Labour’s election 2020 tax policy

Labour have announced their policy to have a new tax band of 39% for individuals earning income over $180,000. There is no planned increase in the trust tax rate and nothing mentioned about the corporate rate. It plans to raise around $550m pa. While it will appeal to those who believe the wealthy should be taking more fiscal responsibility, it is really a damp squib for those on the left calling for significant tax increases. Back in the Helen Clark Government, the 39% tax rate was introduced at incomes over $60,000. Furthermore, Labour promise not to introduce any new tax or raise income taxes further in the next 3 years. That does not strictly rule out a GST increase, but it does rule out talk about a potential wealth tax (as put forward by Greens Party) or land tax (capital gains tax has already been ruled out by the Prime Minister).

The $550m it will raise is unlikely to make much dent in the drop in tax revenues caused by Covid-19 and will not go far to make significant changes in spending in areas of health, education or housing. The Labour party is making no promises to cut any expenditure and is therefore will have to keep borrowing to fund budget deficits over the next few years.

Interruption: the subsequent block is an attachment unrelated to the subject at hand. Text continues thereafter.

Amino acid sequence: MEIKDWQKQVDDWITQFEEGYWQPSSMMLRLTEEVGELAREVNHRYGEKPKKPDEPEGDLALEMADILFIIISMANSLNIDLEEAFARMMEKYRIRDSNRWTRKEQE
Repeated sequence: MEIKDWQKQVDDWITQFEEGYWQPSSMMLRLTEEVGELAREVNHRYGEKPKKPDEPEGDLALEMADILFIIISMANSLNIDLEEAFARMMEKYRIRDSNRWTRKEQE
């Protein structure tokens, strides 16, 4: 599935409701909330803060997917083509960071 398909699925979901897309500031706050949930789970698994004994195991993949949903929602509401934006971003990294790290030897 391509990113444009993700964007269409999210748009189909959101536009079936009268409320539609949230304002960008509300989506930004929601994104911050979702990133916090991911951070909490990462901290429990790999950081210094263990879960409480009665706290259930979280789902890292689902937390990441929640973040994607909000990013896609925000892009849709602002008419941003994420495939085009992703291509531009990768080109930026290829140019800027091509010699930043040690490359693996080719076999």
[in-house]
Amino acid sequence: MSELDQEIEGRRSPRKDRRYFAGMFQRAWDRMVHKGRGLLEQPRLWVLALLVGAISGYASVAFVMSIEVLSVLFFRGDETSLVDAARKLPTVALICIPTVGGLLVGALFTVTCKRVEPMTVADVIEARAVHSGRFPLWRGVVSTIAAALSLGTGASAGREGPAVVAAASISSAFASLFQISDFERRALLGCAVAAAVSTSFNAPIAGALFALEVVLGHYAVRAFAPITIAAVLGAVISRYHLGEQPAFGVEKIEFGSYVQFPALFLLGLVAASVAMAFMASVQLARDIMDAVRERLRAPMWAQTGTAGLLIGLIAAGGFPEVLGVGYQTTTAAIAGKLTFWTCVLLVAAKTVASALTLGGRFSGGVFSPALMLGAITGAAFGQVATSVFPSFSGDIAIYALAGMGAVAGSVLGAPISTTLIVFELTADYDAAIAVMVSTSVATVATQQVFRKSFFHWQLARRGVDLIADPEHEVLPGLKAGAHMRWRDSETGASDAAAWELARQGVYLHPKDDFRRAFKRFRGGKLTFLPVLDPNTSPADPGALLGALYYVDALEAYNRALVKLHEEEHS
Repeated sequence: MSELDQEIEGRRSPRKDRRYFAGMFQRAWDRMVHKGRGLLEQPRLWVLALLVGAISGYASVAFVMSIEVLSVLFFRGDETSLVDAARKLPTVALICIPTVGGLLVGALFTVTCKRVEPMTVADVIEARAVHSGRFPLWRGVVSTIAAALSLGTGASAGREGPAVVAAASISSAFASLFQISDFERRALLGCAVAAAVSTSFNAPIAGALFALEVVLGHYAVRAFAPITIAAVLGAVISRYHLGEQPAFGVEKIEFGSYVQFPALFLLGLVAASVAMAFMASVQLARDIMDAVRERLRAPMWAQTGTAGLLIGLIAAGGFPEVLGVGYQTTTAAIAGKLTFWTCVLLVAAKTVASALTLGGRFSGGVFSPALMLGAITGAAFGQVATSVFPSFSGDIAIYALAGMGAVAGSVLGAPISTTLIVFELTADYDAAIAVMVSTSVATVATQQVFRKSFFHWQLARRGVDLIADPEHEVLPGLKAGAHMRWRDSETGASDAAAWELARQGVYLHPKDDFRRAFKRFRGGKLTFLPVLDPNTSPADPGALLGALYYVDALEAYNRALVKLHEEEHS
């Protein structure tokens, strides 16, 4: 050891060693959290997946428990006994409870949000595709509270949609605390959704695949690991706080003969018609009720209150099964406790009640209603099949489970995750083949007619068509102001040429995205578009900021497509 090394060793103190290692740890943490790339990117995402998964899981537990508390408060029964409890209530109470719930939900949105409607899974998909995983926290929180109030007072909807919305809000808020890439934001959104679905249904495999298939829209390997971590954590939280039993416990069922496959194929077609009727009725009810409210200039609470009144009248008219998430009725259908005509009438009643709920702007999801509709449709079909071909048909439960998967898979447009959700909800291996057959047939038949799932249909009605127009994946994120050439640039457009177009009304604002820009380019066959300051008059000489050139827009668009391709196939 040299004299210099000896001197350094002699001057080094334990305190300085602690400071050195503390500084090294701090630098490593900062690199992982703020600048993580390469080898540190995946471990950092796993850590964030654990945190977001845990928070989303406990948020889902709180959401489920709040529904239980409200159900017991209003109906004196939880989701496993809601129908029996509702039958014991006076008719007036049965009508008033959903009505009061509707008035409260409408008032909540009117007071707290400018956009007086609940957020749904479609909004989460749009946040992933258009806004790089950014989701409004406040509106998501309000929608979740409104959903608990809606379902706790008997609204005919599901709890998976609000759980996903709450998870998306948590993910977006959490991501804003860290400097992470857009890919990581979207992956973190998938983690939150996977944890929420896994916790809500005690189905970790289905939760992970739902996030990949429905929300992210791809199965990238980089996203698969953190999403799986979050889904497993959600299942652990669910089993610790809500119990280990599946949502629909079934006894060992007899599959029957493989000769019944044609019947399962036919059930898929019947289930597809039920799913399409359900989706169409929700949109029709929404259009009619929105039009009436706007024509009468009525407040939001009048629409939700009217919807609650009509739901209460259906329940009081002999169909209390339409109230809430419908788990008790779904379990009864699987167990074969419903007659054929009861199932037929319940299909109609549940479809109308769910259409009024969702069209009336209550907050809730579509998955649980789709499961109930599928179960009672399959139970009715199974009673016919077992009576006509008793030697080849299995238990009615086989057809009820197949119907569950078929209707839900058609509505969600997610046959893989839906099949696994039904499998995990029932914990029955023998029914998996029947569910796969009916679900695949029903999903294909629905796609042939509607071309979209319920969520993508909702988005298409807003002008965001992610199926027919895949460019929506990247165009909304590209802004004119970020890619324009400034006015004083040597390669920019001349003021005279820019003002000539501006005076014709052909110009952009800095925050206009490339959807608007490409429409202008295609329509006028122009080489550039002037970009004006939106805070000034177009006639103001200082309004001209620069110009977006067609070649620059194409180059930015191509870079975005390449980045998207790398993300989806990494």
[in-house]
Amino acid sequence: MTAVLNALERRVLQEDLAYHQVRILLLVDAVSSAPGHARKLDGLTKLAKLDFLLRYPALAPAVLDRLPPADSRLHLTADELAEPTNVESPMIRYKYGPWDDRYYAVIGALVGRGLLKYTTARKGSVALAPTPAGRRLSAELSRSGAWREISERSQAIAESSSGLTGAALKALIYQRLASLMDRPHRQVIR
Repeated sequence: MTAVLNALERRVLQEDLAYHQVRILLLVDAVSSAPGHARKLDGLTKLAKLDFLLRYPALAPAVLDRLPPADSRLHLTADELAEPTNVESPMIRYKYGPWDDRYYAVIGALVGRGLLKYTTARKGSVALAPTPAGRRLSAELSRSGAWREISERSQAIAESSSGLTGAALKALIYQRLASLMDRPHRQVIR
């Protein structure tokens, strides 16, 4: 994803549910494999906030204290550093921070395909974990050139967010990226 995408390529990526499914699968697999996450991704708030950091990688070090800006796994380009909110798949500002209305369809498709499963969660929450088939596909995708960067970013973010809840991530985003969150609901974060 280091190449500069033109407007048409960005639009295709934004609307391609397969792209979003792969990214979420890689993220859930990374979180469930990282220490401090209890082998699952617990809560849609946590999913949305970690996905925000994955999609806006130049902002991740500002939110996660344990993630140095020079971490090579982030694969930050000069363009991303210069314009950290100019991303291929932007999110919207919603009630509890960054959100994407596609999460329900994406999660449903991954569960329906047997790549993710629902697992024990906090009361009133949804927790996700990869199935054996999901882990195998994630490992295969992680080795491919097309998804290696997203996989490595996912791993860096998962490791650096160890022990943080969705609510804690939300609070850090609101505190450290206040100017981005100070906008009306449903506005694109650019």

By contrast Australia is cutting individuals taxes. The current Australian government has legislated a 7 year plan to reduce personal taxes through a combination of bracket changes, rate changes and low income tax credits. After stage 2 of the reforms (from July 2022), those on a $120,000 or more income bracket would save $2,565. Tax savings would be felt at all income levels. A person on the average wage would save around $1,200 tax.

The Labour party has referenced this new rate (39%) as still being lower than Australia’s top tax rate. But the average wage in Australia is 31% more than that in New Zealand! In fact the average Australian net wage is higher than the average New Zealander’s gross pay. A single kiwi earning either the average wage or 167% of the average wage is ranked fourth from the bottom in the OECD in terms of their average net wage.

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